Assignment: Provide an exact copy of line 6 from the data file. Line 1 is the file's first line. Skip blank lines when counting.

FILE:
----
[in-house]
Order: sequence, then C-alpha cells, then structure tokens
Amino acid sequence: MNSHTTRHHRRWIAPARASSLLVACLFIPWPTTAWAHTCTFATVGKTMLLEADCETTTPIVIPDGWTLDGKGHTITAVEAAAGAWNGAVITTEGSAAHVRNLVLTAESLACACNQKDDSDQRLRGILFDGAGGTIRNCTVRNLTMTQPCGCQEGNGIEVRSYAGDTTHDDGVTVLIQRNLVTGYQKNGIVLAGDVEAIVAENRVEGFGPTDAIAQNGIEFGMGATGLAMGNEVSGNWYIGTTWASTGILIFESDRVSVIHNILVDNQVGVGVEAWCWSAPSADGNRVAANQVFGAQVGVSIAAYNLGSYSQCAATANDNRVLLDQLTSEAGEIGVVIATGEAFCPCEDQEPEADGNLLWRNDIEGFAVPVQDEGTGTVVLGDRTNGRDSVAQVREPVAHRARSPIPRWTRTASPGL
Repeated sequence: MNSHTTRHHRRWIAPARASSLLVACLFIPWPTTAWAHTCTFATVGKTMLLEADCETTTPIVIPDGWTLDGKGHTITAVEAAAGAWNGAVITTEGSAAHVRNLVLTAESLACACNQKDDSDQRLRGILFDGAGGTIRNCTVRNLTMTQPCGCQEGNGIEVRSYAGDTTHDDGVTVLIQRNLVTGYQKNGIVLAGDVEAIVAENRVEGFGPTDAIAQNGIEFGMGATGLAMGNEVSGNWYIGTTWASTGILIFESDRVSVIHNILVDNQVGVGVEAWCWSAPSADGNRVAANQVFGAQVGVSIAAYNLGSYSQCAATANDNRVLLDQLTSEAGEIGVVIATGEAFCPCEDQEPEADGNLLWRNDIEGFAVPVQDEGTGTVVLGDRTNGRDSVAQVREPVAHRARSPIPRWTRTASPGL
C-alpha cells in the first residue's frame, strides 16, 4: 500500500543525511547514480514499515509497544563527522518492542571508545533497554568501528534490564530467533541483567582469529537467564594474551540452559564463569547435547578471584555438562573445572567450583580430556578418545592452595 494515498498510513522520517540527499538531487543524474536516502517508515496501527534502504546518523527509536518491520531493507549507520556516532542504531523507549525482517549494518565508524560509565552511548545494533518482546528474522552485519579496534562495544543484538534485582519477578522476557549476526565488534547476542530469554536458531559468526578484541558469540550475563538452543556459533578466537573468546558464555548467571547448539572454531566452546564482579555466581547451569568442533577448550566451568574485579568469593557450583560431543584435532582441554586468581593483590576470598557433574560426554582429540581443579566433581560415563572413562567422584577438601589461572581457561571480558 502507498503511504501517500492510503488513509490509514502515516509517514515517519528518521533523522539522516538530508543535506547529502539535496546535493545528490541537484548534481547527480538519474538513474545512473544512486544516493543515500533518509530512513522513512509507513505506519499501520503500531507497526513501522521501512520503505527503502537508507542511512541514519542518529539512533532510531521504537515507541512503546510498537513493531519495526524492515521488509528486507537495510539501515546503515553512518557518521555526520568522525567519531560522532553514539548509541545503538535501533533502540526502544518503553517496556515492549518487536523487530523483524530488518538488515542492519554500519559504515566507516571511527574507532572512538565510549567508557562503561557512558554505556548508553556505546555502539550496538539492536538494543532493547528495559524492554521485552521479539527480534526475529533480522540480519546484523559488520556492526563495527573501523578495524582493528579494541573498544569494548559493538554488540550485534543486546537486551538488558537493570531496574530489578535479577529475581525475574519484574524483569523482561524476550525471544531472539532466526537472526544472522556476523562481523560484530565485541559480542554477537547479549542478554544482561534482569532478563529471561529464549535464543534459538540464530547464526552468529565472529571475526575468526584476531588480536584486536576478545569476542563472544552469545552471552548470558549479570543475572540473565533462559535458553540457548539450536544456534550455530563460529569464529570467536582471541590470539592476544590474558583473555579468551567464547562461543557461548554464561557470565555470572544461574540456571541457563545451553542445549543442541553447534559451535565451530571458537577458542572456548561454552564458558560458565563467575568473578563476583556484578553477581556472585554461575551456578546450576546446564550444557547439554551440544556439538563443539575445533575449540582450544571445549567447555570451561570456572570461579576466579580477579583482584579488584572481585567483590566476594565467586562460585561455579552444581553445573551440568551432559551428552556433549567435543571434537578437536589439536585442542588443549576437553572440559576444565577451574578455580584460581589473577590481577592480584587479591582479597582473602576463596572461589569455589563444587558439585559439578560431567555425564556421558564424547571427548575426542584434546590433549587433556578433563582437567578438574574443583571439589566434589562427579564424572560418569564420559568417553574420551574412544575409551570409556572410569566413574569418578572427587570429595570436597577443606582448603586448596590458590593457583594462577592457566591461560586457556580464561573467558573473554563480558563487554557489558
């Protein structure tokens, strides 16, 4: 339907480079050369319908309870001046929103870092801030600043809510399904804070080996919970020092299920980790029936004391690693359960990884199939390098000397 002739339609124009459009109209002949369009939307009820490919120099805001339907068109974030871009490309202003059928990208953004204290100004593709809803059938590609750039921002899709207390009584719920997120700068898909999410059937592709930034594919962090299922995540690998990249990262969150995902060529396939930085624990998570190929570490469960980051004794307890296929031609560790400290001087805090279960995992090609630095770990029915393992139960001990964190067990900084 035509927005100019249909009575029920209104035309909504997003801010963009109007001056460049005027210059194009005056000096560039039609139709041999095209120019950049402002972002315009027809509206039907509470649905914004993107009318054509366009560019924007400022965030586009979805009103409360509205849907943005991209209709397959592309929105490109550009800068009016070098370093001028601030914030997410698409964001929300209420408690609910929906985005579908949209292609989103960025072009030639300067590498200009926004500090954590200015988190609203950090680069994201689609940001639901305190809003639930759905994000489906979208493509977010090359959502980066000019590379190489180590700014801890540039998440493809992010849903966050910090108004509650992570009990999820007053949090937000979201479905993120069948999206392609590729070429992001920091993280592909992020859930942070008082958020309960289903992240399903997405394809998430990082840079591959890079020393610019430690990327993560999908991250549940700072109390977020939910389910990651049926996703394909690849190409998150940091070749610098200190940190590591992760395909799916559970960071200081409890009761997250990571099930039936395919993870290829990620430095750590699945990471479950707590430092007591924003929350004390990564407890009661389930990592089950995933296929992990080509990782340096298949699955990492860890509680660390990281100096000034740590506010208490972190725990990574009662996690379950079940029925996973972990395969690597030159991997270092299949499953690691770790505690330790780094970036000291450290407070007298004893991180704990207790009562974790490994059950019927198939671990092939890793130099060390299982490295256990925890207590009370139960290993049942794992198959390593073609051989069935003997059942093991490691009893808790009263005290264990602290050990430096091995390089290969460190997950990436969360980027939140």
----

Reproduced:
């Protein structure tokens, strides 16, 4: 339907480079050369319908309870001046929103870092801030600043809510399904804070080996919970020092299920980790029936004391690693359960990884199939390098000397 002739339609124009459009109209002949369009939307009820490919120099805001339907068109974030871009490309202003059928990208953004204290100004593709809803059938590609750039921002899709207390009584719920997120700068898909999410059937592709930034594919962090299922995540690998990249990262969150995902060529396939930085624990998570190929570490469960980051004794307890296929031609560790400290001087805090279960995992090609630095770990029915393992139960001990964190067990900084 035509927005100019249909009575029920209104035309909504997003801010963009109007001056460049005027210059194009005056000096560039039609139709041999095209120019950049402002972002315009027809509206039907509470649905914004993107009318054509366009560019924007400022965030586009979805009103409360509205849907943005991209209709397959592309929105490109550009800068009016070098370093001028601030914030997410698409964001929300209420408690609910929906985005579908949209292609989103960025072009030639300067590498200009926004500090954590200015988190609203950090680069994201689609940001639901305190809003639930759905994000489906979208493509977010090359959502980066000019590379190489180590700014801890540039998440493809992010849903966050910090108004509650992570009990999820007053949090937000979201479905993120069948999206392609590729070429992001920091993280592909992020859930942070008082958020309960289903992240399903997405394809998430990082840079591959890079020393610019430690990327993560999908991250549940700072109390977020939910389910990651049926996703394909690849190409998150940091070749610098200190940190590591992760395909799916559970960071200081409890009761997250990571099930039936395919993870290829990620430095750590699945990471479950707590430092007591924003929350004390990564407890009661389930990592089950995933296929992990080509990782340096298949699955990492860890509680660390990281100096000034740590506010208490972190725990990574009662996690379950079940029925996973972990395969690597030159991997270092299949499953690691770790505690330790780094970036000291450290407070007298004893991180704990207790009562974790490994059950019927198939671990092939890793130099060390299982490295256990925890207590009370139960290993049942794992198959390593073609051989069935003997059942093991490691009893808790009263005290264990602290050990430096091995390089290969460190997950990436969360980027939140």